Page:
While leasing activity for much of New York City in the past few months has been more lackluster than blockbuster, a sizable chunk of available space –sizable in the, say, 6 million square foot range– is on the cusp of hitting the market, The Wall Street Journal reports.
New developments like 1 World Trade Center, 4 World Trade Center, and Edward Minskoff’s 51 Astor Place, are all slated to hit the market in 2013. The last time NYC had this much new space becoming available was in 1989, said Cassidy Turley’s Robert Sammons.
In the past week, the Newsweek Daily Beast Company has lost three high-level staffers and recouped some long-lost Newsweek veterans, suggesting a major overhaul as executive management comes to grips with a disappointing first year.
Early last week, Tina Brown announced that she’d lured back Dan Klaidman, a longtime managing editor of Newsweek and its Read More
The Wall Street Journal ran its first bestseller list for e-books over the weekend, with data provided by Nielsen BookScan. It’s pretty much identical to all the other bestseller lists, which means its non-fiction list is also topped by Bill O’Reilly and Martin Dugard’s Killing Lincoln and its list includes self-published authors. The Read More
Occupy Wall Street
[UPDATE: It's not the Yes Men behind The Occupy Wall Street Journal, it's The Indypendent. Capital NY has the story.]
Media activists The Yes Men are raising money on Kickstarter to publish a four-page broadsheet about the 99% represented at Liberty Plaza called The Occupy Wall Street Journal, Animal NY noticed.
The Yes Men’s previous news pranks provided political commentary through the lens of the city’s existing media. The “We’re Screwed!” New York Post suggested that global climate change is one issue that actually merits tabloid-style histrionics. What looked like a liberal idealist’s fantasy edition of the New York Times was actually based on President Obama’s campaign promises.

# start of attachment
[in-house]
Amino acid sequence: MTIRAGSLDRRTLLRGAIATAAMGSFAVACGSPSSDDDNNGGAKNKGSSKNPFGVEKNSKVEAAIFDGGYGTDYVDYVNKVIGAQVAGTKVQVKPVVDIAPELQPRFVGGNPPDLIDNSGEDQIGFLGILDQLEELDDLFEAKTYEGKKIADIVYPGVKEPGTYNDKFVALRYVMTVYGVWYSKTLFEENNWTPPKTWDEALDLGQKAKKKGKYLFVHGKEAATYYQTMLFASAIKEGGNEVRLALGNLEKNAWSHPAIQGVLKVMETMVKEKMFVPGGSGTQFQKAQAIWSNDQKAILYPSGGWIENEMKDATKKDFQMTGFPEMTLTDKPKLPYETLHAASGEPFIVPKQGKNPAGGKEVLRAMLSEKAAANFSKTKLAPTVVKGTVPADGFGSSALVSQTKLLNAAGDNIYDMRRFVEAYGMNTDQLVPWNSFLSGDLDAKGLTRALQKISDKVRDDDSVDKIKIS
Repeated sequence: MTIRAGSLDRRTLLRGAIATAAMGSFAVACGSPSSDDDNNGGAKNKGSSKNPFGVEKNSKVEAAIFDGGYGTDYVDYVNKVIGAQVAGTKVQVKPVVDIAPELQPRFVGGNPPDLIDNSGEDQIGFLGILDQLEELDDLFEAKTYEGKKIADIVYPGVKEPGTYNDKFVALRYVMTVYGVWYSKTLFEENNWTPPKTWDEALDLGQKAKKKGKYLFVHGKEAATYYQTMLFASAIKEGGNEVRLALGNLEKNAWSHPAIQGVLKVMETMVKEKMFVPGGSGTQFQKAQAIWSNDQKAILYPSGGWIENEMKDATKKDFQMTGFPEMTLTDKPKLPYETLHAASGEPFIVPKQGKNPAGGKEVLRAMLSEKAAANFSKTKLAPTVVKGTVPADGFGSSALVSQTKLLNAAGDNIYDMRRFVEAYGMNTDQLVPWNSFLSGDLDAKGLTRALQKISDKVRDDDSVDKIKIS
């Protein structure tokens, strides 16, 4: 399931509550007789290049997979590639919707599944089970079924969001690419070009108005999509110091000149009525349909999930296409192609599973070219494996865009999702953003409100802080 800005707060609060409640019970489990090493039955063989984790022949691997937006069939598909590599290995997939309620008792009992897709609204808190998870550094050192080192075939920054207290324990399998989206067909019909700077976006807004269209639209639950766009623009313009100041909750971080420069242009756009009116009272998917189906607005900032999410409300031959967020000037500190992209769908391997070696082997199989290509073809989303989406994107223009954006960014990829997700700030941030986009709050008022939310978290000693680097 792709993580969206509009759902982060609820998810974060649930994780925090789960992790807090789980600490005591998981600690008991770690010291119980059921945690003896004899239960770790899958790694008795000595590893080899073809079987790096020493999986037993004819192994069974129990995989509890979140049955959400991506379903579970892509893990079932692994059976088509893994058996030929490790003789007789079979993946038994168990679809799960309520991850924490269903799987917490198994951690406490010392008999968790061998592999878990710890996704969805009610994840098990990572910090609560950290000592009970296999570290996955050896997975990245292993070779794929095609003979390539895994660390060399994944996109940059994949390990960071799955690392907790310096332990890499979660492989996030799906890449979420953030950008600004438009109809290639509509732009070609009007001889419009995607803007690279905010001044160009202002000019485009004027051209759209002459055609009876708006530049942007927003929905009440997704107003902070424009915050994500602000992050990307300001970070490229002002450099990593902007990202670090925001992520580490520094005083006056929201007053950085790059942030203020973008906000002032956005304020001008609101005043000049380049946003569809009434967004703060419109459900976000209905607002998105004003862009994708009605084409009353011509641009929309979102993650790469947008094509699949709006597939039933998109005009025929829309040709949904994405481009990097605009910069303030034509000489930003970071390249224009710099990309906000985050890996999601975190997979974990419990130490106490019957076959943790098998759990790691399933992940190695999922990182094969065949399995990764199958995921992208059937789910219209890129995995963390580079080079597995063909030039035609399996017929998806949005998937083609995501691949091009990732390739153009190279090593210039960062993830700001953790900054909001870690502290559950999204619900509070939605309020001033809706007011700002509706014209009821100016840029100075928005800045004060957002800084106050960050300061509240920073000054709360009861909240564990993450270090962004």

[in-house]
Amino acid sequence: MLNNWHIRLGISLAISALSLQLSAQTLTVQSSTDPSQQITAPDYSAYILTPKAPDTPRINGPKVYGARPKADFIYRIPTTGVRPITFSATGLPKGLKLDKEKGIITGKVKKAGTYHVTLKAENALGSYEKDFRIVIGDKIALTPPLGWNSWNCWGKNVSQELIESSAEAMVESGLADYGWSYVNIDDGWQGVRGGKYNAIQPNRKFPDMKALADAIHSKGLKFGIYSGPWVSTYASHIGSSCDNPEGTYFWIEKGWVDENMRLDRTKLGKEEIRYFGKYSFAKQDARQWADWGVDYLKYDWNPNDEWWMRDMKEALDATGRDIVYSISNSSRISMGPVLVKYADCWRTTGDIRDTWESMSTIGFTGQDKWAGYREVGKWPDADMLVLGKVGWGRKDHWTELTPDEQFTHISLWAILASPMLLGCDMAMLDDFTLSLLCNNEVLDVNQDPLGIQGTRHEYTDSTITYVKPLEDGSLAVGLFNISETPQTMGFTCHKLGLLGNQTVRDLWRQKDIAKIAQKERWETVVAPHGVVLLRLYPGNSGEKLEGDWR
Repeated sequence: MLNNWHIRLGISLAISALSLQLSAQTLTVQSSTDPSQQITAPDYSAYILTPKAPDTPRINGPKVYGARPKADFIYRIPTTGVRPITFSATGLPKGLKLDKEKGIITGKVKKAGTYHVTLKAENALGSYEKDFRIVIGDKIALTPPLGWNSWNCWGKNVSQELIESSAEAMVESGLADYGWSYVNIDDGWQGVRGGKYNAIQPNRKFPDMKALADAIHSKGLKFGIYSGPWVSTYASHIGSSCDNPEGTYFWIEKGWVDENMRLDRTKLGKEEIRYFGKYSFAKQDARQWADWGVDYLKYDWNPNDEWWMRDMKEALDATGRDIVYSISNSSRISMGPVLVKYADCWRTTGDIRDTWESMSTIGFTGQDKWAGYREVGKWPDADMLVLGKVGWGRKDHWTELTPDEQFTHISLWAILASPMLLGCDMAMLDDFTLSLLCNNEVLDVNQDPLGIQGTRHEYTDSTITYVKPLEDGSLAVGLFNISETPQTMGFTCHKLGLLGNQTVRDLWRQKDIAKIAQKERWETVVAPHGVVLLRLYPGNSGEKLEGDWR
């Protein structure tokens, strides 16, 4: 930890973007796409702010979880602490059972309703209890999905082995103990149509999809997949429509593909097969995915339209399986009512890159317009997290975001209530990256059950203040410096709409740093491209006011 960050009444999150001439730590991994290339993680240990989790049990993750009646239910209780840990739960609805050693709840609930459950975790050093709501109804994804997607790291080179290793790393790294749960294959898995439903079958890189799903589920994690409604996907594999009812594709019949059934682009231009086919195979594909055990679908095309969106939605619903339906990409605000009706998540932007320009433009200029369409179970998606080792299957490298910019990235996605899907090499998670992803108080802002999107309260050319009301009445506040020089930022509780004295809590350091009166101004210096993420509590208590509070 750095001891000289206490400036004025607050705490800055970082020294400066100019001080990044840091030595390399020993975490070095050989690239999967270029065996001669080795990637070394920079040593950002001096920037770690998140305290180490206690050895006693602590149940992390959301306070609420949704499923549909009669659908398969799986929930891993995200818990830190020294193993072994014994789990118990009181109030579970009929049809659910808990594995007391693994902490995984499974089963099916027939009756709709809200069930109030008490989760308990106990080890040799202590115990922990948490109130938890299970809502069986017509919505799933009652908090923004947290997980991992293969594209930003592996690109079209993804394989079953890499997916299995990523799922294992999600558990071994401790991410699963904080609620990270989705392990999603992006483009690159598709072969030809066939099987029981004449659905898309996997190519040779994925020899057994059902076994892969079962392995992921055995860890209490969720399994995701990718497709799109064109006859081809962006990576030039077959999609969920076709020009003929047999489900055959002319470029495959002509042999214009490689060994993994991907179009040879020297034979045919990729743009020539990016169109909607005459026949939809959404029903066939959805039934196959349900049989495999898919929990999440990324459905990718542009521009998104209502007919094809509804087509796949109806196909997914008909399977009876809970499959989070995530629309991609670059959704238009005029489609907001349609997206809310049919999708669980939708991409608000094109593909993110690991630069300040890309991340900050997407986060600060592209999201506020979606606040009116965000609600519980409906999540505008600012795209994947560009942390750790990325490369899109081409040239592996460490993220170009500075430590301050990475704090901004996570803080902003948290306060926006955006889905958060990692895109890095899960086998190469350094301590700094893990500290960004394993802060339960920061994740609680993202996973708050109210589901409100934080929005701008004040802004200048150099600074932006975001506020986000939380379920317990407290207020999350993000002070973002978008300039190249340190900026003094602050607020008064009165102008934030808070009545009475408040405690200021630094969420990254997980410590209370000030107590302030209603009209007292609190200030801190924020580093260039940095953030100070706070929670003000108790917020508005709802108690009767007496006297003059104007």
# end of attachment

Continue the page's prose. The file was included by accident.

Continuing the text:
The Occupy Wall Street Journal, by contrast, aims to be an earnest and functional news outlet.
Alix M. Freedman has been named Global Editor for Ethics and Standards at Reuters. She comes from the Wall Street Journal, where she was deputy managing editor and page one editor. Before that she oversaw ethics and standards of high-impact stories in the paper and on the Dow Jones newswires. Ms. Freedman won a Pulitzer for her tobacco industry reporting. Full memo from editor in chief Steve Adler below.
Conan O’Brien’s reign as TBS’s late-night host is more turbulent than the cable net might have expected, reports the Wall Street Journal. During Mr. O’Brien’s season on the air, TBS’s viewership among the 18-to-49 key demographic has fallen 11 percent and the network canceled its other late-night show, George Lopez’s Lopez Tonight.
Regarding the scandal that has roiled Rupert Murdoch’s global media empire, a few things seem clear. The phone-hacking scandal in London is deplorable. Journalists have violated the privacy of ordinary citizens and, it is alleged, the law of the land in the United Kingdom. Tabloid reporters from the now-shuttered News of the World showed a Read More
The Times‘s Joe Nocera has finally gotten his chance to shine during the current News of the World scandal, intoning last week that Rupert Murdoch’s Wall Street Journal had been characterized by lack of ethics and “weirdly, sometimes surprisingly unsophisticated coverage of business” and going yet further today. “There is something undeniably rich Read More
The New York Media Softball League continues to heat up as landlocked editorial staffers channel their sublimated rage into line drives. Two-time champions the Wall Street Journal Capitalists faced off against the Newsweek/Daily Beast team during Week 2 of the league’s exhibition play. In 2010, the only team to slay the mighty Beast was Newsweek. After a tumultuous year in which the properties merged and the editorial reins were handed to Tina Brown, the combined entity can be sure of at least one outcome: a better, tougher softball team.
off the record
The e-G8 tech summit sponsored by French President Nicolas “No Sleep ‘Til Tripoli” Sarkozy kicked off Tuesday in Paris, and a few hours into it Off the Record found Robert Thomson, the managing editor of the Wall Street Journal and close friend of Rupert Murdoch, outside the main white tent in the Tuileries Garden. Mr. Thomson Read More